Spencer Museum of Art The University of Kansas


Beaded Heritage
  • Beaded Heritage
  • 27-Mar-2010 - 01-Aug-2010
  • 20/21 Gallery, Process Space, Spencer Museum of Art, University of Kansas, Lawrence, Kansas

Haskell Indian Nations University seniors Julia and Twila White Bull are accomplished bead workers of Lakota and Chippewa Heritage. Initially trained by their parents in the art of beadwork, they explore their creative talents within the traditional bounds of their cultural identity, experimenting with style, color, and technique to suit their own artistic goals. Students in Haskell’s American Indian Studies program, Julia and Twila are working with Robin Bang, the Spencer’s Berkley Curatorial Intern for the Arts & Cultures of the Americas, Africa & Oceania, to present their personal dance regalia along with historic examples of beaded bags and moccasins from the Museum’s collections.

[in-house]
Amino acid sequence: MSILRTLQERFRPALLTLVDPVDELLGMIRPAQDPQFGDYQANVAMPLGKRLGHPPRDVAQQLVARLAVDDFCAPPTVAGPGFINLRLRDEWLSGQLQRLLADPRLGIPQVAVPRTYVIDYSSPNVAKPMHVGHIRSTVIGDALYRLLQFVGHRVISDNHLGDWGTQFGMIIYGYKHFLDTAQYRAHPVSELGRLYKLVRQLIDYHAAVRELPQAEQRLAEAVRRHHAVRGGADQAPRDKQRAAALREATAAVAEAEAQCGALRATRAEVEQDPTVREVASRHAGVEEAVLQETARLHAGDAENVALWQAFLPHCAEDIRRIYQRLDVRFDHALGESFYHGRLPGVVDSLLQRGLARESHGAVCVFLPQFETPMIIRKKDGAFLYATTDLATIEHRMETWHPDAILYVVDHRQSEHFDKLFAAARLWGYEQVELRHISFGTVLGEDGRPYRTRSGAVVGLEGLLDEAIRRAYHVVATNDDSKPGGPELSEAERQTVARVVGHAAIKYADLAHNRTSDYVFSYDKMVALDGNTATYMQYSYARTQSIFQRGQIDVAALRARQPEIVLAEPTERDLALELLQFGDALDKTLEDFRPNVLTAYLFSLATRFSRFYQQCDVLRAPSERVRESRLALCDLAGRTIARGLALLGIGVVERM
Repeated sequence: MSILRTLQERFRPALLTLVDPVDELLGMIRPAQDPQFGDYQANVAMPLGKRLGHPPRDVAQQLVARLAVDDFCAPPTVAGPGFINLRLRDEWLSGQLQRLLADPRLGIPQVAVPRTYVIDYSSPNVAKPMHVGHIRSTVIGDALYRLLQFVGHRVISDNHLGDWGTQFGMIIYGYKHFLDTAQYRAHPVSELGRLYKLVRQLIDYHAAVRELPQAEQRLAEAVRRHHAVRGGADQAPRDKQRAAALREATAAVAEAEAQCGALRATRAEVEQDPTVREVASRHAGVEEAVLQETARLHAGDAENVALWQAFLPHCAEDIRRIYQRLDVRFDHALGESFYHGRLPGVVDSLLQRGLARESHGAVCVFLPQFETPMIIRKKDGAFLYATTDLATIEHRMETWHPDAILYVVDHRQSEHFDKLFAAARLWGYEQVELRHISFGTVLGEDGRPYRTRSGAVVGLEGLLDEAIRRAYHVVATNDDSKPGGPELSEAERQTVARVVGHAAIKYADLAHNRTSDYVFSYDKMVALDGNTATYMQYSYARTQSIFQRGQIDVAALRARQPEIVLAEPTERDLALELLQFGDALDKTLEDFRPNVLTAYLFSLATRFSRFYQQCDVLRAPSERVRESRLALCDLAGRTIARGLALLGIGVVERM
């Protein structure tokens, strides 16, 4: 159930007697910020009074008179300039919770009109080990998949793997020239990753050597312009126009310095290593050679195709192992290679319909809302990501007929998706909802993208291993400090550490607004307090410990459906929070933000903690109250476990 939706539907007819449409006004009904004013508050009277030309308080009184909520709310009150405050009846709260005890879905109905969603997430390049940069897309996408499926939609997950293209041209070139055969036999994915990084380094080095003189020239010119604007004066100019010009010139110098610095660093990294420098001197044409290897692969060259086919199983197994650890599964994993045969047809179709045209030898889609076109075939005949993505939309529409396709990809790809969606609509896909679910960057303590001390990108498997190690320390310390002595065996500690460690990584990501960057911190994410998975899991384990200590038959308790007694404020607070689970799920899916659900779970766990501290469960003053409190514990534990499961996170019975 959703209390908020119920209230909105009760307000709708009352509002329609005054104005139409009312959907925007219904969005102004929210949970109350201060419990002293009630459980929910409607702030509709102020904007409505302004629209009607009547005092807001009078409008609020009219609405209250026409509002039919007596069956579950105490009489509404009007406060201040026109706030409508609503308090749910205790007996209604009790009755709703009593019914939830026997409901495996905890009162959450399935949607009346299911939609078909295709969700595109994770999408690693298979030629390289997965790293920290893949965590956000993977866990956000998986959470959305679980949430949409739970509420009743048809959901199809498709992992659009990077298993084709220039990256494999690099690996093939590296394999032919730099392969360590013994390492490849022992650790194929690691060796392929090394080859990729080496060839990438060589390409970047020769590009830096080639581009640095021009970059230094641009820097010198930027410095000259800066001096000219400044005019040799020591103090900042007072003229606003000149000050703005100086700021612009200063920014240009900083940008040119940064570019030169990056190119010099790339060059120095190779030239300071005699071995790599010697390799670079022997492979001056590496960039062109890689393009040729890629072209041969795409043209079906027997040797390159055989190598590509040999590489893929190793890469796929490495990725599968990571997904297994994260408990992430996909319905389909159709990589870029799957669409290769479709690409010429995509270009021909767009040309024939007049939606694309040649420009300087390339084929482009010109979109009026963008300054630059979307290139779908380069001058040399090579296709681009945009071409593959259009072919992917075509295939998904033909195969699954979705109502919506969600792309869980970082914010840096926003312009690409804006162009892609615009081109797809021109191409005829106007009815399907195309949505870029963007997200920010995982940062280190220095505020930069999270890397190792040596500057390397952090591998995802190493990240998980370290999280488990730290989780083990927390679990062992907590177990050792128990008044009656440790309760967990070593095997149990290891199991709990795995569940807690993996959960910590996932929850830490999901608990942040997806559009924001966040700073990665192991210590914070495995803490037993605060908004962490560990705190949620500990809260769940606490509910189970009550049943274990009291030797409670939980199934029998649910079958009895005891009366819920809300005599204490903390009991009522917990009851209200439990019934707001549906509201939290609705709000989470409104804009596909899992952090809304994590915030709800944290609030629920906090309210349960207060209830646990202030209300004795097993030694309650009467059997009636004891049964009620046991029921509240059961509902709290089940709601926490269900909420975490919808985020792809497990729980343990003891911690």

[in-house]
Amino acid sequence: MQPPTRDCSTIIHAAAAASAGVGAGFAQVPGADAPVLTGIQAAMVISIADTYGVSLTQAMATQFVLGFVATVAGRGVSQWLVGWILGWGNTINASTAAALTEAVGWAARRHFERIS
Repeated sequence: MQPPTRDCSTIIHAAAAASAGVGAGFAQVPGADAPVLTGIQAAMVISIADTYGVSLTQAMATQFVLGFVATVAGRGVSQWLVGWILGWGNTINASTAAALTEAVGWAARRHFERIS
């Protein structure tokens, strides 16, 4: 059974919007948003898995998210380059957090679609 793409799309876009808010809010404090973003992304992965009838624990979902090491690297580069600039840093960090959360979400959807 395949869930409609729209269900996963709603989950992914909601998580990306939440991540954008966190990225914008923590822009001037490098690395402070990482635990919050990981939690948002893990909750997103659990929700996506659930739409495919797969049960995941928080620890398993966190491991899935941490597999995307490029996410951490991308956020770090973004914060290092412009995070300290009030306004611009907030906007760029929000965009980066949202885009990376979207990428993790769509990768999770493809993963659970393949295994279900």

Because they have both Lakota Sioux and Chippewa heritage, Julia and Twila employ two distinct design styles in their work-geometric shapes unique to Lakota beading and curvilinear, floral designs of the Chippewa style. Personal regalia on view will include Julia’s dentalium-shell cape with 500 dentalium-shell beads (small tubular mollusks that look like little elephant tusks), and Twila’s jingle dress-displayed with the Chippewa healing story explaining the origins of this style of pow wow dance regalia. Highlights from the Spencer’s collection include a Chippewa Bandolier bag and Lakota moccasins with teepee designs, both dating to the early 20th century.

The Beaded Heritage exhibition and programs are supported in part by the Judith M. Cooke Native American Art Fund.